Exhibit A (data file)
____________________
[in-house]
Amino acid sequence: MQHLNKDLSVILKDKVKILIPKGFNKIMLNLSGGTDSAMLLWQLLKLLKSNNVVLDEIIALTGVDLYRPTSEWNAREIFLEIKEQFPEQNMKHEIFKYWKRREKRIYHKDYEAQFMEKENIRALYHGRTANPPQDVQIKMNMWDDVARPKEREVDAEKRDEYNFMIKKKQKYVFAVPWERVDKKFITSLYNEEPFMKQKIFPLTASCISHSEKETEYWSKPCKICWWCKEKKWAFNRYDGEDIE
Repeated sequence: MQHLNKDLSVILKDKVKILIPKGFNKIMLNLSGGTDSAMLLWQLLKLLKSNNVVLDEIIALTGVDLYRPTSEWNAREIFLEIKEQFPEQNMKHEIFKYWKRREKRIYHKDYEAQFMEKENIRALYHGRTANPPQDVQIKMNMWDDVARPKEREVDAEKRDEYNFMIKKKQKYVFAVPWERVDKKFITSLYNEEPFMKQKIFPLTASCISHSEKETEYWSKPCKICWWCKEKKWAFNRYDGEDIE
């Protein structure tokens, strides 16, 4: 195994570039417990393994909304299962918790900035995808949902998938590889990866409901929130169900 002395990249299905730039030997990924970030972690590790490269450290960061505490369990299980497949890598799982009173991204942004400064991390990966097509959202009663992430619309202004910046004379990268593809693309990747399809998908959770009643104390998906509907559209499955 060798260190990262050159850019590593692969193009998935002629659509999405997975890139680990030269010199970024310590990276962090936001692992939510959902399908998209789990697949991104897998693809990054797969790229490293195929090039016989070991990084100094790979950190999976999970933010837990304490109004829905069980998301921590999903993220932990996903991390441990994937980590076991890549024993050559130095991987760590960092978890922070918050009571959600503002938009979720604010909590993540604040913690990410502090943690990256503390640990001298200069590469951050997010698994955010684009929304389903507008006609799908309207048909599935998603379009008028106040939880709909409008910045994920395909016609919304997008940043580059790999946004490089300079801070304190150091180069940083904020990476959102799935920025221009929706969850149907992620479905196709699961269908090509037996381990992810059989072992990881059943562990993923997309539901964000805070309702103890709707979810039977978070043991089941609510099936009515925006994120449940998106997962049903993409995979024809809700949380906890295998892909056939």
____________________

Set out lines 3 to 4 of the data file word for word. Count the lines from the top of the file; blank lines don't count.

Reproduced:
Repeated sequence: MQHLNKDLSVILKDKVKILIPKGFNKIMLNLSGGTDSAMLLWQLLKLLKSNNVVLDEIIALTGVDLYRPTSEWNAREIFLEIKEQFPEQNMKHEIFKYWKRREKRIYHKDYEAQFMEKENIRALYHGRTANPPQDVQIKMNMWDDVARPKEREVDAEKRDEYNFMIKKKQKYVFAVPWERVDKKFITSLYNEEPFMKQKIFPLTASCISHSEKETEYWSKPCKICWWCKEKKWAFNRYDGEDIE
């Protein structure tokens, strides 16, 4: 195994570039417990393994909304299962918790900035995808949902998938590889990866409901929130169900 002395990249299905730039030997990924970030972690590790490269450290960061505490369990299980497949890598799982009173991204942004400064991390990966097509959202009663992430619309202004910046004379990268593809693309990747399809998908959770009643104390998906509907559209499955 060798260190990262050159850019590593692969193009998935002629659509999405997975890139680990030269010199970024310590990276962090936001692992939510959902399908998209789990697949991104897998693809990054797969790229490293195929090039016989070991990084100094790979950190999976999970933010837990304490109004829905069980998301921590999903993220932990996903991390441990994937980590076991890549024993050559130095991987760590960092978890922070918050009571959600503002938009979720604010909590993540604040913690990410502090943690990256503390640990001298200069590469951050997010698994955010684009929304389903507008006609799908309207048909599935998603379009008028106040939880709909409008910045994920395909016609919304997008940043580059790999946004490089300079801070304190150091180069940083904020990476959102799935920025221009929706969850149907992620479905196709699961269908090509037996381990992810059989072992990881059943562990993923997309539901964000805070309702103890709707979810039977978070043991089941609510099936009515925006994120449940998106997962049903993409995979024809809700949380906890295998892909056939």